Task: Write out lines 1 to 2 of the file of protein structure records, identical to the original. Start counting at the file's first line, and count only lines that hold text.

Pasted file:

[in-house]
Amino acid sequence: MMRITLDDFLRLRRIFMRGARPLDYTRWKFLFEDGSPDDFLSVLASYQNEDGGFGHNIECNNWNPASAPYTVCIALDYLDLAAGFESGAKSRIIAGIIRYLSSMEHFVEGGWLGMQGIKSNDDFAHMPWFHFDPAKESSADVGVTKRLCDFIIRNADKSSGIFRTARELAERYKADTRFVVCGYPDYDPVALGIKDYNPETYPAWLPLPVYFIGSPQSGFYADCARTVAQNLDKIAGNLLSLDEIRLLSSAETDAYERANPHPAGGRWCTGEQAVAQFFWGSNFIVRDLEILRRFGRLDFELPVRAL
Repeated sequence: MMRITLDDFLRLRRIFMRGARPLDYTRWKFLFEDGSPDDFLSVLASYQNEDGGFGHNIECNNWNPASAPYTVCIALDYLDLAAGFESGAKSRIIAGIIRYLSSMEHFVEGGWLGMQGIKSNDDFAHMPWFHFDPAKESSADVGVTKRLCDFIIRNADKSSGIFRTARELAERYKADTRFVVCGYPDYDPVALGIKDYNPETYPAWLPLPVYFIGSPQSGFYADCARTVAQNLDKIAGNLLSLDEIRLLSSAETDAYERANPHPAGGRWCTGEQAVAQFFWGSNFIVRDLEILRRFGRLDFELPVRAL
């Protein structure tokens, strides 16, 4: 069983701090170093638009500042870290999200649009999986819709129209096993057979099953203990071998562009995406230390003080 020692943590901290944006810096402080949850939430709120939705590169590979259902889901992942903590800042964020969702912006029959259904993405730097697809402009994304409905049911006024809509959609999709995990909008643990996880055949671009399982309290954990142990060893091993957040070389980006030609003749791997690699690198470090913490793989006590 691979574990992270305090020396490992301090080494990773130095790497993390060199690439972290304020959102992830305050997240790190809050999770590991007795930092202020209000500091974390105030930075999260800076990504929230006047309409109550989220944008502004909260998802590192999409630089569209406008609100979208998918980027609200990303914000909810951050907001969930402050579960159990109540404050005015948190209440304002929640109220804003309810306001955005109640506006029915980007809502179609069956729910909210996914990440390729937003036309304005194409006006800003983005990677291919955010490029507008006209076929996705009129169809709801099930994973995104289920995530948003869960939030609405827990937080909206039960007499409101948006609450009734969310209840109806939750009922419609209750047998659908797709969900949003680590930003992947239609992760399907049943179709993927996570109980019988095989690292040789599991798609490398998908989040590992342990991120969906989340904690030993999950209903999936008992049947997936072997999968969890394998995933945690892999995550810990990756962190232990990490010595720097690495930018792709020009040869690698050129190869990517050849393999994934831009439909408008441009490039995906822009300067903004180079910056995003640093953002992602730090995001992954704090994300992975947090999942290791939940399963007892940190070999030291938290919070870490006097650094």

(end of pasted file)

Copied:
[in-house]
Amino acid sequence: MMRITLDDFLRLRRIFMRGARPLDYTRWKFLFEDGSPDDFLSVLASYQNEDGGFGHNIECNNWNPASAPYTVCIALDYLDLAAGFESGAKSRIIAGIIRYLSSMEHFVEGGWLGMQGIKSNDDFAHMPWFHFDPAKESSADVGVTKRLCDFIIRNADKSSGIFRTARELAERYKADTRFVVCGYPDYDPVALGIKDYNPETYPAWLPLPVYFIGSPQSGFYADCARTVAQNLDKIAGNLLSLDEIRLLSSAETDAYERANPHPAGGRWCTGEQAVAQFFWGSNFIVRDLEILRRFGRLDFELPVRAL